Note : This is part 1 of a multipart series about Peru. All photos are protected by copyright.
In the past several years, I have tried to make at least one big trip a year. Last year it was the Philippines, a country that wove itself into the fabric of my heart in an incredibly deep way (see my last post What Defines Us?). So after the new year, as I gladly gave the finger to 2009, a year that was one of the most painful of my life so far, I contemplated returning to the Philippines and taking a side trip to Cambodia. As I considered my options more, I remembered that I have always wanted to visit Machu Picchu. Following my Vivez sans regrets! motto, I decided this would be the year, and so I began planning. Then I remembered that the winter solstice in Peru is in June. I did some more investigation and discovered there was a marathon in Pacasmayo. I love when I can mix in another love with my travels (which is why I went to Paris in the spring so I could run the Paris Marathon). And it would work out perfectly so that I could be at Machu Picchu during the solstice. How freakin cool would that be? That settled it.
Peru has so many different regions and so much fascinating and amazing culture that it would definitely take more than one trip, or more than the 2-1/2 weeks I had, to adequately explore it. So I settled on first going to Cusco and Machu Picchu, then on to Puerto Maldonado to stay in the rainforest, and then I would fly up to Pacasmayo, explore there, and finish off my Peruvian trip with the marathon.
First off, let me say that the Lima airport is pretty modern. It was pretty comfortable napping in the gate area except for the loud prerecorded announcements that blare over the intercom system at regular intervals. There is free WiFi throughout the terminals, but you have to sit pretty close to where the signs are posted to get a decent signal. The Peruvian restaurant at the far end of the food court is actually quite good and reasonably priced for an airport food joint.
I arrived in Cusco and was glad I knew that the millions of rainbow flags everywhere are NOT gay
pride flags. It’s a common mistake people make, but don’t mention the comparison. They’re pretty sensitive about that, and understandably so. The Incan flag is well-treasured, respected, and important. We’ll talk more about Cusco in the next post.
I stayed at a hotel that provided airport pickup and was close enough to walk to the Plaza de Armas but far enough to not be in the heavily tourist-occupied section. In spite of the throngs of tourists there to witness Inti Raymi, a re-creation of ancient rituals to keep the sun from retreating further from the earth, I loved Cusco. It has a fascinating mix of Incan & Spanish architecture, is very walkable, and it’s easy to get away from the major tourist sections. Often I was the only white person around.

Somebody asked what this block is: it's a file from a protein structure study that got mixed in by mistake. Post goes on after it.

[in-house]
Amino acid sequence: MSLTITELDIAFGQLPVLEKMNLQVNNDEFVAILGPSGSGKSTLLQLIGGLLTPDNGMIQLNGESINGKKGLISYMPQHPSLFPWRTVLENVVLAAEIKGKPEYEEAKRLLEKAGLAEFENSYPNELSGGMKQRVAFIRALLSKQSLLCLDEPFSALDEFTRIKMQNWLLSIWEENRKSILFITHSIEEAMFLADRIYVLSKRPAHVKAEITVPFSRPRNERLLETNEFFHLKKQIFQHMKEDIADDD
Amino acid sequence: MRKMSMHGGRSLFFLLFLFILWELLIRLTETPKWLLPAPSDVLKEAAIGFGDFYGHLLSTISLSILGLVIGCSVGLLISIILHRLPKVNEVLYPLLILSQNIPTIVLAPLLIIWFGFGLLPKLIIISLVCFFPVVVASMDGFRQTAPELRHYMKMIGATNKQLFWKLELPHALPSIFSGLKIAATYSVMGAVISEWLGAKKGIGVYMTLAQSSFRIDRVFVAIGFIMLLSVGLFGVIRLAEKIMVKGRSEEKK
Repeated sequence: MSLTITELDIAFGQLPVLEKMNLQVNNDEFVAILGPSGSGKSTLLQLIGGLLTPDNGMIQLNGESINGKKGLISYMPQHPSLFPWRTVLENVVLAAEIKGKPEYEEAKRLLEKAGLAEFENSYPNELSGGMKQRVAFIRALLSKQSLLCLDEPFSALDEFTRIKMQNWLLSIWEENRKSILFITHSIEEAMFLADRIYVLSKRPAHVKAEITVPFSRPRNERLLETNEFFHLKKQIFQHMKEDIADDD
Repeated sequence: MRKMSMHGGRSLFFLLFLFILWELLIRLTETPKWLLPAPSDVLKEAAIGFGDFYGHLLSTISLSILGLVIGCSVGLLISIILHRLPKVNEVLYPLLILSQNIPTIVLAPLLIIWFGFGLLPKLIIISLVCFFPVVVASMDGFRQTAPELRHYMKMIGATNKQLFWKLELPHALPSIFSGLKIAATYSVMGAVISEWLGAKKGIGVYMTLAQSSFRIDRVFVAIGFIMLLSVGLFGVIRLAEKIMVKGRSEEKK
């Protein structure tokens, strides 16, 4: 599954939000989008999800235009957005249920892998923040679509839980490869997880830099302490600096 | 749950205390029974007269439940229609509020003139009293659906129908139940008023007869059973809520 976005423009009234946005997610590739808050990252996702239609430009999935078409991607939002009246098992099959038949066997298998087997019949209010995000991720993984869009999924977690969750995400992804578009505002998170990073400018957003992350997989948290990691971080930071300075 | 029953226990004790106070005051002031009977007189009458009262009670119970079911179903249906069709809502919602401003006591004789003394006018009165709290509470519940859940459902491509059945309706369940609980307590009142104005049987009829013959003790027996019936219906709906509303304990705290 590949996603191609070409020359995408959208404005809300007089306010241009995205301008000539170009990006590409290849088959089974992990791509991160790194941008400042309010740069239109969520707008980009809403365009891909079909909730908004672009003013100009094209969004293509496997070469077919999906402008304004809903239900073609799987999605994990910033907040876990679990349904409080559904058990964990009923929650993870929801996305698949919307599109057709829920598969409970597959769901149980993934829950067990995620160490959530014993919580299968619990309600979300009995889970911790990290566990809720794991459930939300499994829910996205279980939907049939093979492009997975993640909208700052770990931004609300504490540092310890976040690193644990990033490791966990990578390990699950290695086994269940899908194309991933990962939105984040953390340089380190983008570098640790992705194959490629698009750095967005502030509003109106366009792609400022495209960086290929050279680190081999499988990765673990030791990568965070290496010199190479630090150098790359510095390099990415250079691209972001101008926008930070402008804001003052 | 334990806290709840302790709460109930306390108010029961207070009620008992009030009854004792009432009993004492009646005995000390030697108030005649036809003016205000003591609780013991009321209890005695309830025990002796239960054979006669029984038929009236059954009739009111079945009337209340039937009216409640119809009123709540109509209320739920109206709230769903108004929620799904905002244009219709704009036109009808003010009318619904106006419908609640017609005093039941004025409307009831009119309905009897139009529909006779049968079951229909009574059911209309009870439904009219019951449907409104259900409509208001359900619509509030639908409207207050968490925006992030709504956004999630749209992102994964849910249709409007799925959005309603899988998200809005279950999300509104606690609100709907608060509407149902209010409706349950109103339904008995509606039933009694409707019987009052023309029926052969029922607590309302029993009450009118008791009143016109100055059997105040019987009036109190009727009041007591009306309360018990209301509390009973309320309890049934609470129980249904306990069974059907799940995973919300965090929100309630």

There are some different options for getting to Machu Picchu. Having had a rough year, I decided a little pampering was in order, and so I forked over the criminal fare to take the fancy train. We were treated like royalty. The guide did a great job once we were there, and we had plenty of time to explore on our own.
It was an incredible experience to be at Machu Picchu during the winter solstice. As you walk around, it becomes readily obvious why the people who built this phenomenal place felt it was a place of great power. The apus (dieties that dwell within the mountains; sharp peaks are male, and rounded peaks are female) surround it, the weather can fluctuate wildly, the mosquitoes are like ninjas, and the air almost hums with a whisper of the sacred. The more time you spend walking around the structures, the more you are filled with awe. My other more modern surprise was that I had 3G service throughout the ruins. Why I can get 3G at Machu Picchu and constantly hit dead spots in Denver, I’ll never understand.
The walls are built without mortar, yet even a piece of paper can’t be inserted between them, in spite of being placed in an actively seismic area. Not a lot is known about its purpose, but much of it is designed around tracking the sun’s movements and especially its location during the critical winter solstice when the sun appears to be at its furthest point from the earth.
You can find more pictures here.
- Aguas Calientes, the town at the base of the mountain, is tourist central and not really worth an overnight stay. While there are buses that go to Machu Picchu, the train arrives late enough in the day that there are less crowds at the ruins, and early enough to allow plenty of time to explore at your leisure. If you want to hike up Waynu Picchu, the very steep mountain across from the main ruins of Machu Picchu, stay overnight in Aguas. You need to get in line at about 4 AM or earlier to get one of the coveted tickets during the high season. Only a small number of tickets are given each day, and they are gone very quickly. It’s an incredibly steep and narrow climb.